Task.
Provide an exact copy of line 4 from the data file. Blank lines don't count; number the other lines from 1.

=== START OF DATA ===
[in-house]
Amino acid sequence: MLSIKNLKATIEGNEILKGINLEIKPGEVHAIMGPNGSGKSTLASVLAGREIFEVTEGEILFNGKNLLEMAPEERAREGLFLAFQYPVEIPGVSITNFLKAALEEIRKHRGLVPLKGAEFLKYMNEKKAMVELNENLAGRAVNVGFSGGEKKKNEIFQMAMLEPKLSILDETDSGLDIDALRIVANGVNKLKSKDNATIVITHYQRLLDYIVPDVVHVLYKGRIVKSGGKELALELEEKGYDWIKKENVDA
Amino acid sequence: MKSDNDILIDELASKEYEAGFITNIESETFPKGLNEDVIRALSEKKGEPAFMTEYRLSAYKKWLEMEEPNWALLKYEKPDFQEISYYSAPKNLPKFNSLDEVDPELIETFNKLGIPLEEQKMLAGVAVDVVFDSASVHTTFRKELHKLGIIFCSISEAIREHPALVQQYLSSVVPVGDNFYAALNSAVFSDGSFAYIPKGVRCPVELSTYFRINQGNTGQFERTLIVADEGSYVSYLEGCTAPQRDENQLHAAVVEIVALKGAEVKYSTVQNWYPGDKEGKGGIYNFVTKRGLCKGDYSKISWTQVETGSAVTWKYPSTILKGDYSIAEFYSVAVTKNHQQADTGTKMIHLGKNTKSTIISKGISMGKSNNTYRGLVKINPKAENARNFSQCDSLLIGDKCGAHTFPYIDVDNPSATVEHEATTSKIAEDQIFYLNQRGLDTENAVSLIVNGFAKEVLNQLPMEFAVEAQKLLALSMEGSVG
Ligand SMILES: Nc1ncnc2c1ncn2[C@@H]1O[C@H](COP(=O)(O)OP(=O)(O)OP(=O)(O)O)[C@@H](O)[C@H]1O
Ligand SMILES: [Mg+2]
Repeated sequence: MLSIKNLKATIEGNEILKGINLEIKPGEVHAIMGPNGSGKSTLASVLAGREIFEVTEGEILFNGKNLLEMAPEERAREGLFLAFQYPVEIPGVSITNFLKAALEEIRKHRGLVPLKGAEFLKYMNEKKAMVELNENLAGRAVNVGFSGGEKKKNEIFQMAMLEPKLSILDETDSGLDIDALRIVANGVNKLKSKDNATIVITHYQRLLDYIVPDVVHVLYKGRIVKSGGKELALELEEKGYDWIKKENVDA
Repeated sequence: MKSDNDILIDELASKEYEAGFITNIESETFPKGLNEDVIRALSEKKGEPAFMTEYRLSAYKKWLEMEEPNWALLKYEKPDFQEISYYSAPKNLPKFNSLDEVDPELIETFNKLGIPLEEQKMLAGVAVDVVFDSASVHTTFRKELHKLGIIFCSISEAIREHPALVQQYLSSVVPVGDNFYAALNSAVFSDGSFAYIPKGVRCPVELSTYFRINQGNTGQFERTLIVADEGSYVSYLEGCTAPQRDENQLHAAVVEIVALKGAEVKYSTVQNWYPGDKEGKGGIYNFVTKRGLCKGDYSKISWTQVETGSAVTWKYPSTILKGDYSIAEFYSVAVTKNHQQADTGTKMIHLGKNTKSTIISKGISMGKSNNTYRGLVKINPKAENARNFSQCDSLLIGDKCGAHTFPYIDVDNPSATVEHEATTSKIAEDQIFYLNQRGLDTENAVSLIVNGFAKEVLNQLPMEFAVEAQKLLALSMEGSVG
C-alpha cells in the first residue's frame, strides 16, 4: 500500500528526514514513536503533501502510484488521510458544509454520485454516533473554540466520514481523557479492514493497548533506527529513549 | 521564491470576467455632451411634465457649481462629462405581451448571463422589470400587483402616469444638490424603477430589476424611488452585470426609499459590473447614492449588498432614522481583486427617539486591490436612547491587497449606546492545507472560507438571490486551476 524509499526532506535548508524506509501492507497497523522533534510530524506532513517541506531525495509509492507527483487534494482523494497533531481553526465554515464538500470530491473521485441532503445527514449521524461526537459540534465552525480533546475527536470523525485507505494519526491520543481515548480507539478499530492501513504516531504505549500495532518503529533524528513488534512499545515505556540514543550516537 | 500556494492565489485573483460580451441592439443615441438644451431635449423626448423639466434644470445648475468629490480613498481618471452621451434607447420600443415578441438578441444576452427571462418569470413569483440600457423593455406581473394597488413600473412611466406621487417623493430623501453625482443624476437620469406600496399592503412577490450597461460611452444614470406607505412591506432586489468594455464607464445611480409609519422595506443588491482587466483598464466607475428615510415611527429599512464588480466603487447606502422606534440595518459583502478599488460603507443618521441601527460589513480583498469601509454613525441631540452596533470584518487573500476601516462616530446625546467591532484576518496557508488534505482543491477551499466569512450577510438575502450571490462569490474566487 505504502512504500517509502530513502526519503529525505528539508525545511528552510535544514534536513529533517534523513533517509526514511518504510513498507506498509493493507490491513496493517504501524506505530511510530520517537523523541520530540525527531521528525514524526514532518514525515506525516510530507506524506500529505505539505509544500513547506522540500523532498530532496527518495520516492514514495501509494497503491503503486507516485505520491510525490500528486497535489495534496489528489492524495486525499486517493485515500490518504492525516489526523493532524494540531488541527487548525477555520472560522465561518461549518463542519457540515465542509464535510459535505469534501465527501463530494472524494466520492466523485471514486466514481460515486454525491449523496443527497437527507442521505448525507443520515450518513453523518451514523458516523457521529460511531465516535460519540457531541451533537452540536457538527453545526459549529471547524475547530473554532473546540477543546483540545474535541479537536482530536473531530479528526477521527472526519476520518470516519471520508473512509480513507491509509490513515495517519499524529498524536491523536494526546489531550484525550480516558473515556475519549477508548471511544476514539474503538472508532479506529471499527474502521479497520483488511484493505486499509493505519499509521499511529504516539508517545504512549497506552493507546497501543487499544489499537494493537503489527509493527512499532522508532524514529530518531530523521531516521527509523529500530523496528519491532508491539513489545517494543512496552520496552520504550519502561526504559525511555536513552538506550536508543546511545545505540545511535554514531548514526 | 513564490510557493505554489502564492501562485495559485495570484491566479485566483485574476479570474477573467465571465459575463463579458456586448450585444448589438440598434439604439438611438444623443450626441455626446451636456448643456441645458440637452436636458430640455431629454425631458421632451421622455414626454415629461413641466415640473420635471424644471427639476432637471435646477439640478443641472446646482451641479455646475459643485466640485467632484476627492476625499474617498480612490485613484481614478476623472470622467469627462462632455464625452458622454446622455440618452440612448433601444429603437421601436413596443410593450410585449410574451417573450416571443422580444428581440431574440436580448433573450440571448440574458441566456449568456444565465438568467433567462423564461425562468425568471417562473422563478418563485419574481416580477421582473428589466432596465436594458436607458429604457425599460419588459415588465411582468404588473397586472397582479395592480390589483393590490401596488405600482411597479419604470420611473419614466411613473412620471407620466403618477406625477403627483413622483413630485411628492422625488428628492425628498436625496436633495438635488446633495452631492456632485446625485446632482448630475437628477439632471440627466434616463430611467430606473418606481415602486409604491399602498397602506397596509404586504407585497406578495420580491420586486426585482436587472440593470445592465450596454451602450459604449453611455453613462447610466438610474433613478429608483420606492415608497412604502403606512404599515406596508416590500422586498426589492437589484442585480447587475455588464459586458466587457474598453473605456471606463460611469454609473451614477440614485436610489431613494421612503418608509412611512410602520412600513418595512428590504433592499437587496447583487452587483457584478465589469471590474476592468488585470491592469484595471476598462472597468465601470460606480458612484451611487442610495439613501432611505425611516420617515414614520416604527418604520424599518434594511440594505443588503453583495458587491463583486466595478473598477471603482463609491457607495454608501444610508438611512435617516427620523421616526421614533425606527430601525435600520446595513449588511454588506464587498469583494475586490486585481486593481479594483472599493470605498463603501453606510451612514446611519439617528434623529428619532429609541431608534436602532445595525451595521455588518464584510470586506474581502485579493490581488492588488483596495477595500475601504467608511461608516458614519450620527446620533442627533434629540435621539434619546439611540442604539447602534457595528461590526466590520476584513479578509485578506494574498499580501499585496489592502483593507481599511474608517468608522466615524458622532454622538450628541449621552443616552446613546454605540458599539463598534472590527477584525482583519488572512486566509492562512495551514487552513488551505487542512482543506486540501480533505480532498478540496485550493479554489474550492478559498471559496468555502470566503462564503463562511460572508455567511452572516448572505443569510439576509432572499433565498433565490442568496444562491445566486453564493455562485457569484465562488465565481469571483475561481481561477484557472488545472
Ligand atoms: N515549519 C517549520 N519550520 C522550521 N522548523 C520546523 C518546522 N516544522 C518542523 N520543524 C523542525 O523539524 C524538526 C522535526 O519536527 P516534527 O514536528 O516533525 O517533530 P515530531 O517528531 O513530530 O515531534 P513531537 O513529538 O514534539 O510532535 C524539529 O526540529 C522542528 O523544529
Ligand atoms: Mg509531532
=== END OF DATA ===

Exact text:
Ligand SMILES: Nc1ncnc2c1ncn2[C@@H]1O[C@H](COP(=O)(O)OP(=O)(O)OP(=O)(O)O)[C@@H](O)[C@H]1O